My Sunday mornings rarely look like breakfast in bed and peaceful drives to church. More often than I’d like to admit, I stumble into church ten minutes late, flustered from trying to find that one missing shoe and hurrying everyone out the door. During the worship service, a flood of distractions fight for my attention—the tasks for the week ahead, the failures of the week before, and the never-ending question of what we’re going to have for dinner.
Perhaps you can relate.
But what if Sundays could be different? What if we could experience the Lord’s day for the gift it’s meant to be—a day of worship and rest? What if we arrived at church prepared and expecting to find encouragement from God’s people, joy in his presence, and true rest for our souls?
Sister, this kind of Sunday is possible for you. God did not exclude those who are busy, hurting, or raising small children from his call to Sabbath rest. Preparing our schedules and our hearts for corporate worship can enable us to be more present in our rest, worship, and fellowship with God's people. So here are five ways to prepare for Sunday worship.
We can’t prepare for worship on our own; we need the Lord’s help! So we pray. John encourages us that “…this is the confidence that we have toward him, that if we ask anything according to his will he hears us” (1 John 5:14). We know that the Lord’s will for us is our sanctification—that we would grow to be more like Jesus (1 Thess. 4:3). So we can be confident that he will answer our prayers to work through the worship gathering for the good of his people. Here are a few ways you can pray:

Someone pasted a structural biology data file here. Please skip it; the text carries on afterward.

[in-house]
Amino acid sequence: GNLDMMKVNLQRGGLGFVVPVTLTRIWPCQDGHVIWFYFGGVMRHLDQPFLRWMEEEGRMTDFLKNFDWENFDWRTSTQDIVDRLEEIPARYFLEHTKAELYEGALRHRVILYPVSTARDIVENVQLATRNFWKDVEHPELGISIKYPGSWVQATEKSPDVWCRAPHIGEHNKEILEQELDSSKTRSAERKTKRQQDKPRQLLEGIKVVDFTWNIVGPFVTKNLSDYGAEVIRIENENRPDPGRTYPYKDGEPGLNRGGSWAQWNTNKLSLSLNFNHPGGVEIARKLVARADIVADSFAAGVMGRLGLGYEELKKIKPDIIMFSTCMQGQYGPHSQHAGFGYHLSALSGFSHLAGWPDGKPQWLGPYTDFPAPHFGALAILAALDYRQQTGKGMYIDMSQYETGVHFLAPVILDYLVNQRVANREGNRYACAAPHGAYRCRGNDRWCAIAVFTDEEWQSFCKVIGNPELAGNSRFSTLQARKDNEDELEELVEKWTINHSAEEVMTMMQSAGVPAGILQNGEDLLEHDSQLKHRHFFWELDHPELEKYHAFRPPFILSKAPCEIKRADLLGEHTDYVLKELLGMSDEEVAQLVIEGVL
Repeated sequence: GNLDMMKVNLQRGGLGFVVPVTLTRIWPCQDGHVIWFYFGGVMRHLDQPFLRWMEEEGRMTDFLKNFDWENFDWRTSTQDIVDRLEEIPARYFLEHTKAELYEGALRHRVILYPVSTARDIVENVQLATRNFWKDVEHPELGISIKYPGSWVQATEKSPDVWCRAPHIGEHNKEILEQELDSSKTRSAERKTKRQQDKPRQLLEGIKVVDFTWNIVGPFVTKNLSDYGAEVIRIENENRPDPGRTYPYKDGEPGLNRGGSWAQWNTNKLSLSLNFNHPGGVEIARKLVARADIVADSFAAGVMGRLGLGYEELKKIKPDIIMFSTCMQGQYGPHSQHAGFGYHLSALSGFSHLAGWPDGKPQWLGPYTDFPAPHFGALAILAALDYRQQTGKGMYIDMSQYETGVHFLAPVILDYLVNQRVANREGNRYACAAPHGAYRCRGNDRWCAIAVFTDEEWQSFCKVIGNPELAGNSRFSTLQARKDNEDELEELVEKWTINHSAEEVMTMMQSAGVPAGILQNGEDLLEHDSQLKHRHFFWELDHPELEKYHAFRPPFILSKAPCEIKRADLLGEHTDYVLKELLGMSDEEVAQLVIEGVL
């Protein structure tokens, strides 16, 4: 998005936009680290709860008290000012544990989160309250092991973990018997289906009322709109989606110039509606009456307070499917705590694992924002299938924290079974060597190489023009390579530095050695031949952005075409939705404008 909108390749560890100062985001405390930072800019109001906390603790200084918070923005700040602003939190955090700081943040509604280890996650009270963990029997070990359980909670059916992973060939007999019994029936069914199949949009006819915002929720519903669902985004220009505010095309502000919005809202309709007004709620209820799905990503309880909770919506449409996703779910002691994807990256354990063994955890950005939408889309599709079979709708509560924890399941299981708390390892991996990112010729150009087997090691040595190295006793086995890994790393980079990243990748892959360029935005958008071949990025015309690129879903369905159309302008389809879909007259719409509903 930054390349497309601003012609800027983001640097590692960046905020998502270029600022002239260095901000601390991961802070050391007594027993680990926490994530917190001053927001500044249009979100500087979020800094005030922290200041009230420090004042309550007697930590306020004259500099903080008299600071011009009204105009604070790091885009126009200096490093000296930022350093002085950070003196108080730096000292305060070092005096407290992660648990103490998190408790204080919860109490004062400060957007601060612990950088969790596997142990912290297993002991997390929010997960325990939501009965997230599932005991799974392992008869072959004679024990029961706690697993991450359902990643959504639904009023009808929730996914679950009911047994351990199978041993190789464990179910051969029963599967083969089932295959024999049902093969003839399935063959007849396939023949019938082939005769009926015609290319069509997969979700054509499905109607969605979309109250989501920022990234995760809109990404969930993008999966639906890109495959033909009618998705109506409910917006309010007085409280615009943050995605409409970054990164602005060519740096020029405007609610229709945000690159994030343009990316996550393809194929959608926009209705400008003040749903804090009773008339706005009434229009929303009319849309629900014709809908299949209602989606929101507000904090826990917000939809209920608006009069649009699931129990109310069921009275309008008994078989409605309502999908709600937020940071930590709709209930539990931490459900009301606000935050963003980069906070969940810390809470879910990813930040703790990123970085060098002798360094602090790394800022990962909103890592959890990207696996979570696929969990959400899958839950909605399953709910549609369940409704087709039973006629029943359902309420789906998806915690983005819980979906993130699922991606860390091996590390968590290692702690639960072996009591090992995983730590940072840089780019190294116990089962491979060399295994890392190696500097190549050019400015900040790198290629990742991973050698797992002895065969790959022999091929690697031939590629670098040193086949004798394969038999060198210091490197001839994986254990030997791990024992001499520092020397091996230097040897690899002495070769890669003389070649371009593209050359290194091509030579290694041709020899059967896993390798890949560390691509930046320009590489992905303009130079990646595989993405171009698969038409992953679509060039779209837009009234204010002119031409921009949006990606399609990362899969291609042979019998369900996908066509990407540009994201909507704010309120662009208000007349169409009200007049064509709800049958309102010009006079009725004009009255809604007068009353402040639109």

Pray for yourself. Ask the Lord to soften your heart and prepare it to receive truth, encouragement, and conviction of sin. Confess your sins, your doubts, and your failures. Ask God to open your eyes to ways to love and serve with humility.
Pray for those leading and serving. Ask the Lord to empower your pastor to speak with clarity and truth. Pray that the greeters, the nursery volunteers, the tech team, and everyone else who serves would exemplify the love of Christ and be filled with joy as they serve.
Pray for the people attending. Ask God to help them see Jesus more beautifully when they exit than they did when they entered. Pray that God would sow seeds of saving faith in the hearts of the children as they sing and learn and play. Pray that God would bring hope, healing, and new life.
2. Read the Scripture your pastor will be teaching
If your church publishes the text that will be the focus of the coming Sunday’s service, spend some time studying and praying through the text. If you don’t know the passages, work back through the text from the previous week’s sermon. Look for glimpses of God's character, and ask him to reveal how he is calling you to respond in obedience.
3. Work ahead to make room for rest